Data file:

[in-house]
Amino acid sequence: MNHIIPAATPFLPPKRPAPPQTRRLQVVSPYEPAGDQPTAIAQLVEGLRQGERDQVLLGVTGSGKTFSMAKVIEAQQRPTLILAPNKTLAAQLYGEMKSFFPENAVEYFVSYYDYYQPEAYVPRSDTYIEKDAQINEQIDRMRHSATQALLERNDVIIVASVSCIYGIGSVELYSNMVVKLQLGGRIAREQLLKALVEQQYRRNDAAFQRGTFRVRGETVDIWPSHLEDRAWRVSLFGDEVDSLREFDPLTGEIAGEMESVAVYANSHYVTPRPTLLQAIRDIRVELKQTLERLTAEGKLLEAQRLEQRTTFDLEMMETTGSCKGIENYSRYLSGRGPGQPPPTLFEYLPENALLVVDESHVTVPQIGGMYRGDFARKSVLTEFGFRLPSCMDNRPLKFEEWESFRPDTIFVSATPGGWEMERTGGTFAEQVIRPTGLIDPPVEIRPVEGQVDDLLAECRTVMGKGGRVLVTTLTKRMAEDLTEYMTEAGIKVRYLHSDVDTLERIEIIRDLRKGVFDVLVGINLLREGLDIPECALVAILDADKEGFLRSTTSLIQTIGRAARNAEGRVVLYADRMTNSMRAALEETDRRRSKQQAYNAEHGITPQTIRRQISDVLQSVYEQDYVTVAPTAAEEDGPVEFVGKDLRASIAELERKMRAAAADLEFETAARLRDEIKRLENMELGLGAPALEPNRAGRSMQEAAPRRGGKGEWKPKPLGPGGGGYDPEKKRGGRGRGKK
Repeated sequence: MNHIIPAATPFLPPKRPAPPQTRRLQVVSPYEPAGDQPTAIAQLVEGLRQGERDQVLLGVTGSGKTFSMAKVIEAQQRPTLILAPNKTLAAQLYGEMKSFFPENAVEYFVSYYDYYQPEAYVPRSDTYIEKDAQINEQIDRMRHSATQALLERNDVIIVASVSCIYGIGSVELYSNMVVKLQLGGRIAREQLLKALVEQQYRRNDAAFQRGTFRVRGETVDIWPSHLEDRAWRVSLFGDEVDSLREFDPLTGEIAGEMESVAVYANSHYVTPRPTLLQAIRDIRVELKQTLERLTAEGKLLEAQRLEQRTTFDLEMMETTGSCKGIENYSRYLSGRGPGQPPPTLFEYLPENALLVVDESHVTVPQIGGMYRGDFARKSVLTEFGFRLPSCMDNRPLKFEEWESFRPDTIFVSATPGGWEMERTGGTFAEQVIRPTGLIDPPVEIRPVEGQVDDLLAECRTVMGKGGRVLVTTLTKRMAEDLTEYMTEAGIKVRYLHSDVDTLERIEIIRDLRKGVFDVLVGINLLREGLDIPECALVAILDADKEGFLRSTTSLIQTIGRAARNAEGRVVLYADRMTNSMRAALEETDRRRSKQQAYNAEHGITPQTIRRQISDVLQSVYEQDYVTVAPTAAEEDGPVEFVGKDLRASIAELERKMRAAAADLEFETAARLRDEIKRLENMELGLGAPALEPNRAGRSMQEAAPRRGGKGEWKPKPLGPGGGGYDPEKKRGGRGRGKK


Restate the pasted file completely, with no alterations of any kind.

[in-house]
Amino acid sequence: MNHIIPAATPFLPPKRPAPPQTRRLQVVSPYEPAGDQPTAIAQLVEGLRQGERDQVLLGVTGSGKTFSMAKVIEAQQRPTLILAPNKTLAAQLYGEMKSFFPENAVEYFVSYYDYYQPEAYVPRSDTYIEKDAQINEQIDRMRHSATQALLERNDVIIVASVSCIYGIGSVELYSNMVVKLQLGGRIAREQLLKALVEQQYRRNDAAFQRGTFRVRGETVDIWPSHLEDRAWRVSLFGDEVDSLREFDPLTGEIAGEMESVAVYANSHYVTPRPTLLQAIRDIRVELKQTLERLTAEGKLLEAQRLEQRTTFDLEMMETTGSCKGIENYSRYLSGRGPGQPPPTLFEYLPENALLVVDESHVTVPQIGGMYRGDFARKSVLTEFGFRLPSCMDNRPLKFEEWESFRPDTIFVSATPGGWEMERTGGTFAEQVIRPTGLIDPPVEIRPVEGQVDDLLAECRTVMGKGGRVLVTTLTKRMAEDLTEYMTEAGIKVRYLHSDVDTLERIEIIRDLRKGVFDVLVGINLLREGLDIPECALVAILDADKEGFLRSTTSLIQTIGRAARNAEGRVVLYADRMTNSMRAALEETDRRRSKQQAYNAEHGITPQTIRRQISDVLQSVYEQDYVTVAPTAAEEDGPVEFVGKDLRASIAELERKMRAAAADLEFETAARLRDEIKRLENMELGLGAPALEPNRAGRSMQEAAPRRGGKGEWKPKPLGPGGGGYDPEKKRGGRGRGKK
Repeated sequence: MNHIIPAATPFLPPKRPAPPQTRRLQVVSPYEPAGDQPTAIAQLVEGLRQGERDQVLLGVTGSGKTFSMAKVIEAQQRPTLILAPNKTLAAQLYGEMKSFFPENAVEYFVSYYDYYQPEAYVPRSDTYIEKDAQINEQIDRMRHSATQALLERNDVIIVASVSCIYGIGSVELYSNMVVKLQLGGRIAREQLLKALVEQQYRRNDAAFQRGTFRVRGETVDIWPSHLEDRAWRVSLFGDEVDSLREFDPLTGEIAGEMESVAVYANSHYVTPRPTLLQAIRDIRVELKQTLERLTAEGKLLEAQRLEQRTTFDLEMMETTGSCKGIENYSRYLSGRGPGQPPPTLFEYLPENALLVVDESHVTVPQIGGMYRGDFARKSVLTEFGFRLPSCMDNRPLKFEEWESFRPDTIFVSATPGGWEMERTGGTFAEQVIRPTGLIDPPVEIRPVEGQVDDLLAECRTVMGKGGRVLVTTLTKRMAEDLTEYMTEAGIKVRYLHSDVDTLERIEIIRDLRKGVFDVLVGINLLREGLDIPECALVAILDADKEGFLRSTTSLIQTIGRAARNAEGRVVLYADRMTNSMRAALEETDRRRSKQQAYNAEHGITPQTIRRQISDVLQSVYEQDYVTVAPTAAEEDGPVEFVGKDLRASIAELERKMRAAAADLEFETAARLRDEIKRLENMELGLGAPALEPNRAGRSMQEAAPRRGGKGEWKPKPLGPGGGGYDPEKKRGGRGRGKK